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Monday, October 1, 2012

Halloween Movie Marathon--The Haunting

The 1963 version of The Haunting, based on Shirley Jackson's novel The Haunting of Hill House, is one of the scariest movies I've ever seen. And yet ... it's all done with dutch angles and music and suggestion. (That was not true of the remake from 1999. I was working at DreamWorks at the time the remake was released and we were shown the trailer during one of our story meetings. The trailer line was, "Some houses are born bad." I laughed out loud, was not the reaction they were looking for.)
I am a big, big fan of the novel, which I believe is flat out the best haunted house story written in the 20th century. If you haven't read it, give it to yourself as a Halloween present. It's a fast read and available used online at a zillion places.  And any reasonably stocked library should have it on their horror shelves as well.
the movie stars Julie Harris, Claire Bloom, Russ Tamblyn, and Richard Johnson as the paranormal researcher. Of the four, Johnson had the lowest profile. He was a theater actor who'd mostly done television in England. (He's still working, and had a multi-episode arc on MI-5.) Russ Tamblyn had had a huge hit in West Side Story two years before this movie came out, but he worked mostly in television after that. (One high-profile gig was his role on Twin Peaks.) Julie Harris was a well respected stage actress whose breakout role had been recreating her part in A Member of the Wedding.  She was also in East of Eden and Requiem for a Heavyweight, playing "good girl" ingenue roles.  Like Tamblyn, she then divided her time between television and features and theater. (She was last on-screen in 2009.)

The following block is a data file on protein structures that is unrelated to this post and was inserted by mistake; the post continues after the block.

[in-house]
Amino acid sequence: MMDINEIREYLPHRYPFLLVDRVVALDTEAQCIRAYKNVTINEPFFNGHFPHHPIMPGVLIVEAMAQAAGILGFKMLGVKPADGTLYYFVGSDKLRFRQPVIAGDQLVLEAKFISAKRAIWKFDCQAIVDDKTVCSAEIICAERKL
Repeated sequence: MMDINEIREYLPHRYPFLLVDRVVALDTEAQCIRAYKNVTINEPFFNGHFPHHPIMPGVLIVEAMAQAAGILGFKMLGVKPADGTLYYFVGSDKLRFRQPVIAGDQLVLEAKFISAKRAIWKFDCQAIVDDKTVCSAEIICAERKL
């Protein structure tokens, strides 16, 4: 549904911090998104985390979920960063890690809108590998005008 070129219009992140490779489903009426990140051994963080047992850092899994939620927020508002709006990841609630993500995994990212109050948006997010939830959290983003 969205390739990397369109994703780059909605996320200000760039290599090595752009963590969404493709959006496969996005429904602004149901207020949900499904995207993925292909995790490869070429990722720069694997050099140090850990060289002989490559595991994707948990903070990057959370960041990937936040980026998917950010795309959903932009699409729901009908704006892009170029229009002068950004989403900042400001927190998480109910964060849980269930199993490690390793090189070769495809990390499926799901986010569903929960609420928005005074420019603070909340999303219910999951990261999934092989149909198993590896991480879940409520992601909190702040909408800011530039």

The movie is in black and white, and the lighting is moody and creepy. It was directed by Robert Wise, who also directed the classic The Day The Earth Stood Still, West Side Story, The Sound of Music, and the first of the Star Trek movies.
If you're putting together a night of Halloween movies, this movie should be in the mix.

3 comments:

  1. Who knew that a DOOR could be so scary?

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  2. This is one of my favorite scary movies of all time. I STILL get freaked out by that door bending inward (I think it's figured prominently in a few of my scarier nightmares).

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